It’s only those who do nothing that make no mistakes
In addition, the results of fundamental research, particularly those of more relevance to us, are widely available and, unlike the implemented and operational ones, they are not protected by patents and other usual legal arrangements. This fundamental results that are necessary for us can be obtained from publicly available sources, with books, magazines and articles available on the Internet are so numerous, that the restrictions in the field of acquiring these knowledge exist only in us, and not in some external factors that would be imposed as objective obstacles. Miskovic convincingly advocates greater, predominantly prevalent, representation of applied and operational research and adapting their composition to the structure of our economy and the specific needs that this structure implies in the field of technology improvement and the improvement of work organization. Adapting to economic trends that are reasonably expected in the future also goes without saying.
Miskovic’s viewpoint on failure, both in business and life is also worth mentioning. Only those who do and attempt nothing do not face the risk of failure. Where there is work there is also a chance and risk of failure. The value of this book, among other things, is that it openly and without any usual inhibition tells about his failures. This is very useful because from the account of such cases the reader can learn much more than from the accounts of numerous actions in which the author of this book was successful. A friend of mine, an oral implantologist, a pioneer of this discipline in Serbia and a man of great international experience and reputation, announced a paper on his professional failures at a conference. At first, the audience was scandalized by his announcement, but when he presented the paper, and when it turned out how much they were able to learn from it, he received big applause and congratulations.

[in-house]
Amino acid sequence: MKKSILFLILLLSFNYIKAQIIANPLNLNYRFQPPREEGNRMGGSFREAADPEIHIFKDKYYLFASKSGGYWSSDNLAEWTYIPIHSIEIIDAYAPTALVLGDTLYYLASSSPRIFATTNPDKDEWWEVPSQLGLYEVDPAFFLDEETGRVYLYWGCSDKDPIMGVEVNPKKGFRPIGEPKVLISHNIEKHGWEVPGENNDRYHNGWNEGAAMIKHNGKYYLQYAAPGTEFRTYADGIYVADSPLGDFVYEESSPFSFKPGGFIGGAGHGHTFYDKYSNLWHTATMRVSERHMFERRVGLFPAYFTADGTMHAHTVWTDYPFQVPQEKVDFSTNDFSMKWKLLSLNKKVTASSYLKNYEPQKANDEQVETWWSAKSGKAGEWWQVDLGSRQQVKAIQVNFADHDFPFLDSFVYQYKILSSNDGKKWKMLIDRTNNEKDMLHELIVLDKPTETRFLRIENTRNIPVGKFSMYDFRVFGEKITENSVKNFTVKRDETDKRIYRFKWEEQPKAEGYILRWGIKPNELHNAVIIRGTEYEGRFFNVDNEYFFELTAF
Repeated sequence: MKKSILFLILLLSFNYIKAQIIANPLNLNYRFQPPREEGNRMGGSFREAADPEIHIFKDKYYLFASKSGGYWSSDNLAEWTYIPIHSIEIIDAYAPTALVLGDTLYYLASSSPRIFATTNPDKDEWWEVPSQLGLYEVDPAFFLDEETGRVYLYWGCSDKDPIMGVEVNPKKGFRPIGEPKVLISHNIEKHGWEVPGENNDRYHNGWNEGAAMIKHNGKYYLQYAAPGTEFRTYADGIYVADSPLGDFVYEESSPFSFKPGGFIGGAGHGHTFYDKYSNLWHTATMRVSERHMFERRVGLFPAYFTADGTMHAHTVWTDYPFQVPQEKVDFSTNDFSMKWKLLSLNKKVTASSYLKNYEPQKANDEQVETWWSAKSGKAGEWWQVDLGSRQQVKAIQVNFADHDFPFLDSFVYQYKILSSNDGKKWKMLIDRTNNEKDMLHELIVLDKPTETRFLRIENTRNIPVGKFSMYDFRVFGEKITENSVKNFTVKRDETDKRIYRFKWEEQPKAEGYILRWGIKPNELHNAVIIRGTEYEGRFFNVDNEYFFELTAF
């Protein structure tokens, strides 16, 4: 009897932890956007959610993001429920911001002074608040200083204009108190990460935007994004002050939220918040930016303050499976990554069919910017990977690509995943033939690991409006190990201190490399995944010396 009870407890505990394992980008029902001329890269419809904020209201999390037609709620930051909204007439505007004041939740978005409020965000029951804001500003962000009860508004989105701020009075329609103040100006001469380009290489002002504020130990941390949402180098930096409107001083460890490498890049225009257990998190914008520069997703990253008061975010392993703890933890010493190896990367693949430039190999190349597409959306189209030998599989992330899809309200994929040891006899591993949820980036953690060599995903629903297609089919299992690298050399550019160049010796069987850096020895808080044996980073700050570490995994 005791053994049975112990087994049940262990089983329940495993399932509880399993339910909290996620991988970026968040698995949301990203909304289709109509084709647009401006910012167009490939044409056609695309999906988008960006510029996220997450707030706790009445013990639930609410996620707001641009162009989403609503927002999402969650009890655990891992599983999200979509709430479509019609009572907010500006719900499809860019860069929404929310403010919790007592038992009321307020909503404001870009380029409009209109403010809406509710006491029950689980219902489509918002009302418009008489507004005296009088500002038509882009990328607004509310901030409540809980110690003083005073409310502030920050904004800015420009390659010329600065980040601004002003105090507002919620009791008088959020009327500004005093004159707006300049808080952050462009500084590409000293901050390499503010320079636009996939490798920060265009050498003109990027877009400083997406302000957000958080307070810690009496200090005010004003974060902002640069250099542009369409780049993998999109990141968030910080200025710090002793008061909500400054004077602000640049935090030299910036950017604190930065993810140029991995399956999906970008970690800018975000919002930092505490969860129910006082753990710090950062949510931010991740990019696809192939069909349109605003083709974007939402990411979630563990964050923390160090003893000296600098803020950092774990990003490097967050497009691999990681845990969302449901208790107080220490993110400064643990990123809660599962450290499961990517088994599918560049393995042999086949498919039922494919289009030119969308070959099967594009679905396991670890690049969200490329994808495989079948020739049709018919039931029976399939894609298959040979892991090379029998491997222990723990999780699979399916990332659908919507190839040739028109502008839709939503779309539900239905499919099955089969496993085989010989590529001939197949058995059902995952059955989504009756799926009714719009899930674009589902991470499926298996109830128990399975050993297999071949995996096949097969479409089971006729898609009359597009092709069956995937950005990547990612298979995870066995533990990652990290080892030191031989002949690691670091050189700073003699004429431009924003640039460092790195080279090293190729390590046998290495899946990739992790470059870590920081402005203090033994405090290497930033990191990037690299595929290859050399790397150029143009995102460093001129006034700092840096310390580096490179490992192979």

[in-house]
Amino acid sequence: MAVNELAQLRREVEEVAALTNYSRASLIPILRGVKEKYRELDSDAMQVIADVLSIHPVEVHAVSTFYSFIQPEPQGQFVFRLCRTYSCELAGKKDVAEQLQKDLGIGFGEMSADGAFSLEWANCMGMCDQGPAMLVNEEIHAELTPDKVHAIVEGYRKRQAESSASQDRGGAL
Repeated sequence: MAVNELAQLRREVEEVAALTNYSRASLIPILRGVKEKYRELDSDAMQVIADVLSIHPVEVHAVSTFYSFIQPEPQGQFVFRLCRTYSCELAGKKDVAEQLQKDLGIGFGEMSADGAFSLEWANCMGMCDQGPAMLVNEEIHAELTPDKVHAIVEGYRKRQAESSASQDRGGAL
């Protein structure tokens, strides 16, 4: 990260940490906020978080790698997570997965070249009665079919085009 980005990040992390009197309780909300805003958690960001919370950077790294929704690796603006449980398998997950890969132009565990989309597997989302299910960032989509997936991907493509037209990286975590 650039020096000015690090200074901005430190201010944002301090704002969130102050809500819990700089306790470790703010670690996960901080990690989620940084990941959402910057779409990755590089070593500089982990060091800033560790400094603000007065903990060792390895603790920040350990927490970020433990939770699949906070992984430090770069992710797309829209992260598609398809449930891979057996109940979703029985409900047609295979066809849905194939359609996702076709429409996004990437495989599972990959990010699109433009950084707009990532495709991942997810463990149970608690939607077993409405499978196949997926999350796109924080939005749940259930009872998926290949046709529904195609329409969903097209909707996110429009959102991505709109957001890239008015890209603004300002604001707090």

Analysing failures, the author sends out an important message. Failures are inevitable, and in a way, they go naturally hand in hand with everyday work and life. They must not be perceived as some sort of destined downfall, as an order to definitely end the activity in which such failure occurred. On the contrary, failure should be accepted as an opportunity to learn something new and important from it, to introduce corrections in further actions and to ensure that the results of such improved management are picked up as some kind of beneficial impact from the given failure. Analytically, failure can also be understood as a kind of investment: it obviously costs and is analogous to investments, but through lessons learned and corrections in management, it also produces appropriate positive effects; it turns out that the failure to generate these effects is analogous to investments.
(Ljubomir Madžar, PhD a full professor at the Faculty of Economics in Belgrade, prepared a detailed analysis of Miroslav Mišković’s book “I, the tycoon”. Excerpts from this analysis are published in several sequels)